His energy and positivity and passion for life were on display every time Foo Fighters took to the stage. He wasn’t just Dave Grohl’s sideman, he was his equal – playing with a grin as wide as the Grand Canyon, and the power to match.
Saturday night’s concert was about capturing and celebrating that spirit. A gesture of love, instead of sadness. One that honoured his love of music, whether it was Jeff Buckley or George Michael.
“He was a musicologist,” Grohl told the audience. “He knew more about music than anyone I’d ever met in my life.”
That focus on Hawkins’ favourite songs made the concert more personal than most benefit shows, where bands only appear to promote their latest album.
Pop star Kesha tore into a sleazy version of T. Rex’s Children Of The Revolution, while AC/DC’s Brian Johnson lit up the stadium with muscular renditions of Back In Black and Let There Be Rock, accompanied by Grohl and Metallica drummer Lars Ulrich.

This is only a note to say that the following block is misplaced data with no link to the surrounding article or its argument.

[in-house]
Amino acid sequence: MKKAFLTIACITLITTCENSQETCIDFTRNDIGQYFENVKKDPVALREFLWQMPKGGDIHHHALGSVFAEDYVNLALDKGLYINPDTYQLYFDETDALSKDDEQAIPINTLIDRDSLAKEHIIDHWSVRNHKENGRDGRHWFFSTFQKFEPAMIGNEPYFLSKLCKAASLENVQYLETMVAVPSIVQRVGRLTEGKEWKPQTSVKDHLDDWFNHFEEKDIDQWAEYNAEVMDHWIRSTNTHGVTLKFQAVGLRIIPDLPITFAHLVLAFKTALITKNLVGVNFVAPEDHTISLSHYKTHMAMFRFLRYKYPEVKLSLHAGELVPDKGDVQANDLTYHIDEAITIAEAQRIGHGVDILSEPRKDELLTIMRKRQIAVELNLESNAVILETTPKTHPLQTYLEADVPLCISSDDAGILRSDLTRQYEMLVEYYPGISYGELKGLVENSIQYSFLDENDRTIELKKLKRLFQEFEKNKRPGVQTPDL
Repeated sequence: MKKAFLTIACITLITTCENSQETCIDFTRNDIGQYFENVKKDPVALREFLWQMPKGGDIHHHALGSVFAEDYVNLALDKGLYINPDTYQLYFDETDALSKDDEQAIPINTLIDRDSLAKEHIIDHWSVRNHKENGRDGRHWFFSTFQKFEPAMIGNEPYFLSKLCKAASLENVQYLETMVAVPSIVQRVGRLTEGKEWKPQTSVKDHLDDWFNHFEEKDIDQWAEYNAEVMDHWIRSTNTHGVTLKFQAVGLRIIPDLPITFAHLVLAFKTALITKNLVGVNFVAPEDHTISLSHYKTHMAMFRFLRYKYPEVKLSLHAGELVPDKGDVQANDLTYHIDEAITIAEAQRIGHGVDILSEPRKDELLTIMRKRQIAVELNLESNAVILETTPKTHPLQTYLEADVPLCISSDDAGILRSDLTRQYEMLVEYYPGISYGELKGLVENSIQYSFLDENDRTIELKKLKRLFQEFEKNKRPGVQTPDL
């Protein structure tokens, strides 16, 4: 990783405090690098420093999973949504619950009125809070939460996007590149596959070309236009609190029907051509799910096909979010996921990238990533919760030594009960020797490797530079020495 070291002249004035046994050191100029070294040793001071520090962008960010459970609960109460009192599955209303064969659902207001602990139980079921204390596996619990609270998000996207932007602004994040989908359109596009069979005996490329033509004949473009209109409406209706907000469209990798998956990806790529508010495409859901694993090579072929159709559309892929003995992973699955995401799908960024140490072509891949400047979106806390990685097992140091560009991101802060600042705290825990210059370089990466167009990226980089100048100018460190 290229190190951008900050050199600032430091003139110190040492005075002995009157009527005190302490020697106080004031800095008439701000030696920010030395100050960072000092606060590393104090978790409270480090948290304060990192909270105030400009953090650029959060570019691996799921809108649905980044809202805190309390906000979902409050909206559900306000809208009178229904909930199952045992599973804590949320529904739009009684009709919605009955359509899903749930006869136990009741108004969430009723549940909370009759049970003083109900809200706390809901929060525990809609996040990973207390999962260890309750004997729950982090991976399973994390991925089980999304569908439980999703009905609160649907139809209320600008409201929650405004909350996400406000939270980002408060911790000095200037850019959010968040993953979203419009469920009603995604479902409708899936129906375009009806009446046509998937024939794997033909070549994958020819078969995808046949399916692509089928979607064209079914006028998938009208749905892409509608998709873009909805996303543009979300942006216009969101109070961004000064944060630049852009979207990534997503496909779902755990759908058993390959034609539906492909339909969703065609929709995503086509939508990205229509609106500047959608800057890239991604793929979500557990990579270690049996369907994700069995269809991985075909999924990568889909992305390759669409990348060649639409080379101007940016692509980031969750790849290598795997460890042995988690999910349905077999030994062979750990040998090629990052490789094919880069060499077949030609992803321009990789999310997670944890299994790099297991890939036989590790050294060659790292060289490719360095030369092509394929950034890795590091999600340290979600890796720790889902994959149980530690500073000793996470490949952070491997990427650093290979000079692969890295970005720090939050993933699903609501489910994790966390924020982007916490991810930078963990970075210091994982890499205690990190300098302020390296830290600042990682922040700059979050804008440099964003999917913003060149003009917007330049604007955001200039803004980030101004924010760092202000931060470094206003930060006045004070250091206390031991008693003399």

“Taylor I know you’re watching,” said Ulrich from the stage. “I know you can hear this, I know you can feel this. We love you.”
Queen – Hawkins’ favourite band – ran through a compact set of their biggest hits, including We Will Rock You and Somebody To Love, ably assisted by a jump-suited Sam Ryder.
Guitarist Brian May also led the crowd in an acoustic version of Love Of My Life, reflecting that he had played a tribute concert for Queen frontman Freddie Mercury on the same stage exactly 30 years ago.
“We said goodbye to Freddie in a style similar to this,” he said, “but I know Freddie would be very happy to use this song to honour Taylor”.
Queen were the first group Hawkins ever saw live, at the age of 10; and he would regularly step out from behind his kit to serenade Foo Fighters’ fans with one of their songs.